It is a Go Native America policy that we don’t encroach on the livelihoods of Indian people, and where there are Indian-run businesses/guiding services, or individuals who agree to meet with our tour members, we ‘deliver’ you there, and you pay them direct. Some tour operators call this 'ground costs' and actually charge these fees for themselves. We do not.
Remembering that we operate on a Fair Trade basis, the reason we don't incorporate these costs into your tour fee is because we prefer tour members to see exactly where that money goes - 100% of it.
We much appreciate our local guide’s time and expertise, and these are great experiences, which although again are optional, it would be sad for anybody to travel that far and not join in – opportunities like these don’t arise often in your lifetime. Please understand that these costs are not always available until shortly before the tour starts for various logistical and sometimes cultural reasons.
Go Native America itineraries are comprehensive. We know that while most people do return with us, for some this will be the trip of a lifetime and you may not come back again, so we want to be sure you see and do everything while you are here. Please be aware that we do not run our trips on a 9-5 basis, nor do we work by the clock. Most tour members like relaxed mornings so we only do very early departures for specific reasons (eg. bear watching). It is not unusual for our days to stretch into the evenings.
Trips are planned for optimum weather conditions, however please take nothing for granted - across the plains and deserts things can change very quickly. You will need good sunscreen and sunglasses, a sunhat and a fleece jacket. Be prepared, and expect the unexpected. Traveling light does not need to mean traveling unprepared.
Arts and Crafts
Our tour members are often are often attracted by Native American jewelry and art, but please take advice from your guides before you buy since the market is overwhelmed by mass-produced fakes which pour in from sweatshops in the Orient, Mexico and many other areas. The Indian Arts and Crafts act of 1990 (public law 101-644) made it illegal to sell goods under the label Native made if they are not, and yet three quarters of the market comes from foreign and domestic imitations. This erosion of one of the few economic lifelines for many Native Americans is an insidious threat to their very survival, and so on most Go Native America Journeys we facilitate opportunities for you to buy direct from the artists.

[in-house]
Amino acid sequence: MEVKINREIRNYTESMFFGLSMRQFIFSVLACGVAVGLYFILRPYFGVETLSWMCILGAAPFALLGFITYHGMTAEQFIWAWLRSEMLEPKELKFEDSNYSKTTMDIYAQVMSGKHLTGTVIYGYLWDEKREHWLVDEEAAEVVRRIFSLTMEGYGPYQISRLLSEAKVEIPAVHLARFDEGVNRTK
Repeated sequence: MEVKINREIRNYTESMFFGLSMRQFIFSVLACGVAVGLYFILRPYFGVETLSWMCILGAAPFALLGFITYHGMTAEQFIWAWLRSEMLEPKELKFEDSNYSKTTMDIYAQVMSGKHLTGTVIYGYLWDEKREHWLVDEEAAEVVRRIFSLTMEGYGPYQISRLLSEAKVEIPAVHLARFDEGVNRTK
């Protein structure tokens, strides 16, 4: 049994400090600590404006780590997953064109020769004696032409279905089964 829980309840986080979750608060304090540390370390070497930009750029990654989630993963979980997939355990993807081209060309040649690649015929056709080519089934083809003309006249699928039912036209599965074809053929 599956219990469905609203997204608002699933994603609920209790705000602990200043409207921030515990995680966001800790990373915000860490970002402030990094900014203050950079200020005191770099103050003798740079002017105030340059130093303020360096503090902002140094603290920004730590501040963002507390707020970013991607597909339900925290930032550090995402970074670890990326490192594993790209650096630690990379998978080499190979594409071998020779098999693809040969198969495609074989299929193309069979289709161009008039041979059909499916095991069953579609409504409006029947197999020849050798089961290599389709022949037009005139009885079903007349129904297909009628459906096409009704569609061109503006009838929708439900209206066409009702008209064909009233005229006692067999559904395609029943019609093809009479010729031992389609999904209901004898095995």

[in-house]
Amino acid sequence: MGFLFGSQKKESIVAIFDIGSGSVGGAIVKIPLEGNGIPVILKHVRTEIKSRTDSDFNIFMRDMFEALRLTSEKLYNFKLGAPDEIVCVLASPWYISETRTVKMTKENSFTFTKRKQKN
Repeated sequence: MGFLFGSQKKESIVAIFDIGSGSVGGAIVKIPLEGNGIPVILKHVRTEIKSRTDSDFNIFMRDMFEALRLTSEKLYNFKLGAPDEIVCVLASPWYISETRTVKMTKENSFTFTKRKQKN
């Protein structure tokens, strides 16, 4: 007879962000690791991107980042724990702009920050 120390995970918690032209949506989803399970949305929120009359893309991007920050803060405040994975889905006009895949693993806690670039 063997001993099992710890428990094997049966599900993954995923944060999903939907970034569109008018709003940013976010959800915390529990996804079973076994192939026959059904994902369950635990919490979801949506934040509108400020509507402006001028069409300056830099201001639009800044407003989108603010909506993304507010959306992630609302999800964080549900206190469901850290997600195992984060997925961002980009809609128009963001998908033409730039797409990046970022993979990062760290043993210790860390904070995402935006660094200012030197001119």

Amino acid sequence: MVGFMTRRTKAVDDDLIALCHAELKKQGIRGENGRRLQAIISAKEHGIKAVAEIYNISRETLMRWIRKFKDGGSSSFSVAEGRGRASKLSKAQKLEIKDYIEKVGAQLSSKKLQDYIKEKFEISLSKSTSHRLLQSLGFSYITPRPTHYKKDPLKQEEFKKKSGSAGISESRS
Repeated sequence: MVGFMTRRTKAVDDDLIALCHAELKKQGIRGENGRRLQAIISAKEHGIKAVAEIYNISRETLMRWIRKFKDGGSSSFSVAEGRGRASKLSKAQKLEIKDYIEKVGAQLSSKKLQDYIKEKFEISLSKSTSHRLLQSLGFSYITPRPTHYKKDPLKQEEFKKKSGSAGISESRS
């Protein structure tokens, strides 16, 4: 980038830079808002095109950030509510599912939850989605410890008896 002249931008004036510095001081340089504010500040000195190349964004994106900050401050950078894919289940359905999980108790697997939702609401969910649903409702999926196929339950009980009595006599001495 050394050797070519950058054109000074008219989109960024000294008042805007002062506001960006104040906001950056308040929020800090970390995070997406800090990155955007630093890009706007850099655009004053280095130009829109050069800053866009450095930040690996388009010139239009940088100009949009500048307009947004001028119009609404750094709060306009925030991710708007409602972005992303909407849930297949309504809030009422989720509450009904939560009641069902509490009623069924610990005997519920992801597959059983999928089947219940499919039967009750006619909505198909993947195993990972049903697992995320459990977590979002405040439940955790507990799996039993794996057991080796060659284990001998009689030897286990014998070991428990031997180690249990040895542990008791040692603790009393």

We ask that you bear this in mind when buying items, and please do not be tempted to bargain people down for their goods. In all probability, the visitor has forgotten the few dollars saved on a transaction by the time they reach the next town, but the vendor artist may have had to sell himself down the river because he desperately needed a replacement car part to get his children to school. We are members of the strictly governed watchdog body AICA -American Indian Crafts Association, and strongly recommend that if you are not buying art direct, that you buy from members of this excellent organization.
It is our company policy to use hotels that both conserve and recycle water, and you can help conserve resources in many small ways; taking short showers, re-using towels, not asking for unnecessary changes of bed linen, or just mentioning to your servers at meals that they needn’t bring jugs of ice water if you intended to order soft drinks anyway.
The western states of the US have been on drought warnings for many summers now and although the situation affects mainly farmers, and people who raise cattle, sheep etc., native farmers have been badly hit since few can afford to buy in hay for their animals at the presently much-inflated prices; consequently many have had to sell their livestock at rock bottom prices. Traditional Navajos who raised sheep for the wool for weaving are suffering, as are many Plains peoples who are not able to feed their horses.
Please be aware of the situation here, and use water thoughtfully.
You will receive an information pack before you embark upon the journey you choose. Please read it carefully because it will contain information that will help you enjoy your experience.
Please also read our FAQs page... we want you to know as much about how we run our award-winning Native American tours as possible.